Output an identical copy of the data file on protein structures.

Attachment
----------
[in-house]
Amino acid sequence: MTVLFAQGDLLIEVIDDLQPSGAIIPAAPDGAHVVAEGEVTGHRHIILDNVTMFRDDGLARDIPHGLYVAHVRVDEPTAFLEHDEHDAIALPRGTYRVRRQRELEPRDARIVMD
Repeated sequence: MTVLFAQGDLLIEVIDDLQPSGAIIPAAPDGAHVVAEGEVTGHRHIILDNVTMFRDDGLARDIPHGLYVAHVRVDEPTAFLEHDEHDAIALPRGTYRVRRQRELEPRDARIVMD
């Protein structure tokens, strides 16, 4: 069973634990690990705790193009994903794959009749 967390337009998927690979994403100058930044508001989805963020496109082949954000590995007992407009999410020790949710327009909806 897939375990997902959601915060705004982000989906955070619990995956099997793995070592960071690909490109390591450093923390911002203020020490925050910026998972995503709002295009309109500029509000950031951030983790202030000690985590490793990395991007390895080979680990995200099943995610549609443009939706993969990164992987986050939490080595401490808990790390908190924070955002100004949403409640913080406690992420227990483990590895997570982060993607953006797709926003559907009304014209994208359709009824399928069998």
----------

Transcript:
[in-house]
Amino acid sequence: MTVLFAQGDLLIEVIDDLQPSGAIIPAAPDGAHVVAEGEVTGHRHIILDNVTMFRDDGLARDIPHGLYVAHVRVDEPTAFLEHDEHDAIALPRGTYRVRRQRELEPRDARIVMD
Repeated sequence: MTVLFAQGDLLIEVIDDLQPSGAIIPAAPDGAHVVAEGEVTGHRHIILDNVTMFRDDGLARDIPHGLYVAHVRVDEPTAFLEHDEHDAIALPRGTYRVRRQRELEPRDARIVMD
């Protein structure tokens, strides 16, 4: 069973634990690990705790193009994903794959009749 967390337009998927690979994403100058930044508001989805963020496109082949954000590995007992407009999410020790949710327009909806 897939375990997902959601915060705004982000989906955070619990995956099997793995070592960071690909490109390591450093923390911002203020020490925050910026998972995503709002295009309109500029509000950031951030983790202030000690985590490793990395991007390895080979680990995200099943995610549609443009939706993969990164992987986050939490080595401490808990790390908190924070955002100004949403409640913080406690992420227990483990590895997570982060993607953006797709926003559907009304014209994208359709009824399928069998």